By Brooke Pan ’21
This fall, the Pingry Upper and Middle Schools welcome Dr. Adam Rosen to the campus’s Counseling Department. Dr. Rosen will work both in the office as a counselor and outside his office on projects to help aid the Pingry community.
Dr. Rosen attended the University of Michigan, where he received his B.A. in Communications. After graduating, Dr. Rosen attended the Illinois School of Professional Psychology, receiving a Doctorate in Clinical Psychology.
Prior to arriving at Pingry, Dr. Rosen spent roughly 20 years working in counseling centers of multiple universities. He has a wide range of perspectives, having worked in various positions, including as a coordinator and a director of counseling centers. When he decided to search for a new environment, he found Pingry. Dr. Rosen welcomes the challenges of a different environment. Now, he hopes to use his previous experiences with college students to work with Pingry’s students. He noted that though there is a large age gap, there are similarities in the challenges both age groups face and he strives to use his knowledge of college students to combat them.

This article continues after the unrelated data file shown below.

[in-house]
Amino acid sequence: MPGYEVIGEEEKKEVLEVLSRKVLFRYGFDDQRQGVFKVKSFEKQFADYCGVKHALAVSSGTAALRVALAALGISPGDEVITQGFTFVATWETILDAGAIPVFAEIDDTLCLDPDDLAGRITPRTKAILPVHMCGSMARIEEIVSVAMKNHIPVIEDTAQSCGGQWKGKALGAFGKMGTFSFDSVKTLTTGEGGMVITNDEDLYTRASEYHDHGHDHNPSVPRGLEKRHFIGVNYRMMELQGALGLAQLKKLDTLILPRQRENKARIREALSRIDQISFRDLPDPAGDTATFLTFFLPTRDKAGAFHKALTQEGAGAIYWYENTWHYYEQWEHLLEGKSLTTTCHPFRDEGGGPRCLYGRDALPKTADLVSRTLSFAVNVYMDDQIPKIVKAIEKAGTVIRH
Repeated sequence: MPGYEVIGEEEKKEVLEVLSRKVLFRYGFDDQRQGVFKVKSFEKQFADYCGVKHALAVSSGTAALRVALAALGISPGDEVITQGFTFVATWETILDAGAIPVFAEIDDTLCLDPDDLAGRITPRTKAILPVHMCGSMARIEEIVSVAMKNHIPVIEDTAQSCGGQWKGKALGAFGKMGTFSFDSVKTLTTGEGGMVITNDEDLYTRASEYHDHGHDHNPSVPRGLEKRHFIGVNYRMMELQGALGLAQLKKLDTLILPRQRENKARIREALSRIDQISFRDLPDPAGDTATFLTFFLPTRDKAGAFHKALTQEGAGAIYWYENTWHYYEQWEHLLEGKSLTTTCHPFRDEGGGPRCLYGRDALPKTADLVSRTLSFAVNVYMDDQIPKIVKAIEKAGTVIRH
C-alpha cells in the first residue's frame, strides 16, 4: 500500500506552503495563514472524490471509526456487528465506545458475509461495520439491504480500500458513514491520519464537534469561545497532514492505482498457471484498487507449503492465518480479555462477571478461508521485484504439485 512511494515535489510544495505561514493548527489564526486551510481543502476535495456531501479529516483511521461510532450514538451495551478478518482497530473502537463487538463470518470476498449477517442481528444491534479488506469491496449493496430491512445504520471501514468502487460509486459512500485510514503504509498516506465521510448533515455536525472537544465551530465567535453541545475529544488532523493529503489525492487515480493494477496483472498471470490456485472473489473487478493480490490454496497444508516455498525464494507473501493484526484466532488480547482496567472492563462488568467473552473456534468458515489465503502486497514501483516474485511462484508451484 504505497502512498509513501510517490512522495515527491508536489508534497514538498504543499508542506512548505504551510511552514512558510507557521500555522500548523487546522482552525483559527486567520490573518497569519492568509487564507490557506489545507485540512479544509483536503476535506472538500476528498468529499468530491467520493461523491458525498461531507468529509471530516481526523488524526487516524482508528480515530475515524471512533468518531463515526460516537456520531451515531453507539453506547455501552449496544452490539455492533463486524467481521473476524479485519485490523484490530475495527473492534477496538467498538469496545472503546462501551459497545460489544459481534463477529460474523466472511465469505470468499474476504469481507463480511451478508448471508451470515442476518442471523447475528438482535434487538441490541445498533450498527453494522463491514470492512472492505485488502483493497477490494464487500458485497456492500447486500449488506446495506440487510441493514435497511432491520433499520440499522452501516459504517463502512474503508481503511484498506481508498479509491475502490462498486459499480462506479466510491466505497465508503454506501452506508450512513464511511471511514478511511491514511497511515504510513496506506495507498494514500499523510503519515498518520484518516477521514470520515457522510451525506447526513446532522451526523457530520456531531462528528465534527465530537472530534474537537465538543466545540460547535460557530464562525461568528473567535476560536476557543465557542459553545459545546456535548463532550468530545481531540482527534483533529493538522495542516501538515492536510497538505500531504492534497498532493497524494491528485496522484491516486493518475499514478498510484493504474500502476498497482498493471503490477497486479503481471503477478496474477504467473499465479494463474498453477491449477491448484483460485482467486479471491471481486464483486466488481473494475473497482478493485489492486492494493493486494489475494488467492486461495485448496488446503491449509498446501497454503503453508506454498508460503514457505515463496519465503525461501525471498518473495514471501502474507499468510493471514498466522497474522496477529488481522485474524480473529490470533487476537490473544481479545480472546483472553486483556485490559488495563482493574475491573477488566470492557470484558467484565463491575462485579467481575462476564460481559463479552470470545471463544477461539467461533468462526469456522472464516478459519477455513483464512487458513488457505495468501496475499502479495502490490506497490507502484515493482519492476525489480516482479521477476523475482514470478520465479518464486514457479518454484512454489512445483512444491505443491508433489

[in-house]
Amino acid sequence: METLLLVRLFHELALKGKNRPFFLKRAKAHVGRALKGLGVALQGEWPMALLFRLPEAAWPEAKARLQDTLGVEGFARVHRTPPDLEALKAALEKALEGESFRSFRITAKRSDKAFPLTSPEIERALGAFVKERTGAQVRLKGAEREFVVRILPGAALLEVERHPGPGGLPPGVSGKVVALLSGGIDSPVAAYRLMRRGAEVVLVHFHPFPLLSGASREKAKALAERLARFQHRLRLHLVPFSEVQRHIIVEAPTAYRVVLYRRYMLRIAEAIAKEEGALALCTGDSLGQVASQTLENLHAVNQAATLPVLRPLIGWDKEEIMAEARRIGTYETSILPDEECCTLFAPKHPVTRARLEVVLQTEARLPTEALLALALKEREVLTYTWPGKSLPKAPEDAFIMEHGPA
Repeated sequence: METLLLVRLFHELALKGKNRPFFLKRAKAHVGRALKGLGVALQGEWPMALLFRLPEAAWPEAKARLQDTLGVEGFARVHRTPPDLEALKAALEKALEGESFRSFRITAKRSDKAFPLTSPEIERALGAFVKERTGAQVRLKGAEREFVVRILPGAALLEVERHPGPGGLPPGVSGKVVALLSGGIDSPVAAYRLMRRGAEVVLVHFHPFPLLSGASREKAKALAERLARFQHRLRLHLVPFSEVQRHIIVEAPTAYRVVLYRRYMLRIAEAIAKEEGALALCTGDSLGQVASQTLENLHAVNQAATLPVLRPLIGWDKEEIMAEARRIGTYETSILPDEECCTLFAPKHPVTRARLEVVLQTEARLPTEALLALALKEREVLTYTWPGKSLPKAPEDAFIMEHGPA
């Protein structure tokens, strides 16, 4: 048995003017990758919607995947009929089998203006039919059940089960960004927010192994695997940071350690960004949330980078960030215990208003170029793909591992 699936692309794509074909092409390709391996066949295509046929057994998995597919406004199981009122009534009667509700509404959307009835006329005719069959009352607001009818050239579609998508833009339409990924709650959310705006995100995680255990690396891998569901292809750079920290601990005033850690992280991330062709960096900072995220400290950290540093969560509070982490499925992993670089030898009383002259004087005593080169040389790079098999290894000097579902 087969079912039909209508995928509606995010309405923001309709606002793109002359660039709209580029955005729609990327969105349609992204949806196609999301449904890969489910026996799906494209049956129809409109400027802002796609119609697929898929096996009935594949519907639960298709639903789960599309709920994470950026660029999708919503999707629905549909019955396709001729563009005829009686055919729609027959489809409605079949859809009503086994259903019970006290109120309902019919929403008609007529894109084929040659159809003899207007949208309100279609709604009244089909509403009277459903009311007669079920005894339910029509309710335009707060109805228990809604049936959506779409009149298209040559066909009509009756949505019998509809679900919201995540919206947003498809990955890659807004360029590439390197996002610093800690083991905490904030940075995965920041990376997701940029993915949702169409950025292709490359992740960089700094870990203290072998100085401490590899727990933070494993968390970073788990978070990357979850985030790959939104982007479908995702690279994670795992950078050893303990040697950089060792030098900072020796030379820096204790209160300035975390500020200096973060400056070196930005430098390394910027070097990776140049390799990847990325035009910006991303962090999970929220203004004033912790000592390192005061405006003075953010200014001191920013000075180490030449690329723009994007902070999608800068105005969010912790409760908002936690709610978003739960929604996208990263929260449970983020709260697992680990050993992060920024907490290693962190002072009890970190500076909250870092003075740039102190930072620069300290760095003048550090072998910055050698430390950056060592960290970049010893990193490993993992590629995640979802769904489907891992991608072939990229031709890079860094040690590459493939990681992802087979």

When asked why he became involved with Pingry specifically, he touched on the idea of how “the newness of working with younger students and also in a different setting is definitely appealing.” Within the first few weeks of school, Dr. Rosen already appreciated the new setting. He has enjoyed getting to know all of the students he has met. He then added that “the staff has been very supportive” with his transition into the new environment. Dr. Rosen stated that the contrast between the atmospheres of Pingry and the many college campuses he has worked at excites him, and he appreciates the fresh change.
This year, Dr. Rosen says that the most important goal for him is to “make counseling and health and wellness something that’s accessible and comfortable for all students.” He understands that students’ comfort levels vary, but he is also aware that high school is a stressful environment and everyone has moments when he or she struggles or needs support. He notes that it may be difficult for students to open up to someone new, and he looks to combat that. During his time here, Dr. Rosen hopes to make his office available to any student who may need it and to break the stigma associated with counseling.
He noted that, “People may not only feel uncomfortable but also may have certain perceptions about counseling that aren’t exactly clarified, so I want to help to demystify counseling for most people and make sure that if they’re struggling, they never have to do it silently.”
Dr. Rosen welcomes the new challenges and is grateful for the opportunities he will have during his first year at Pingry.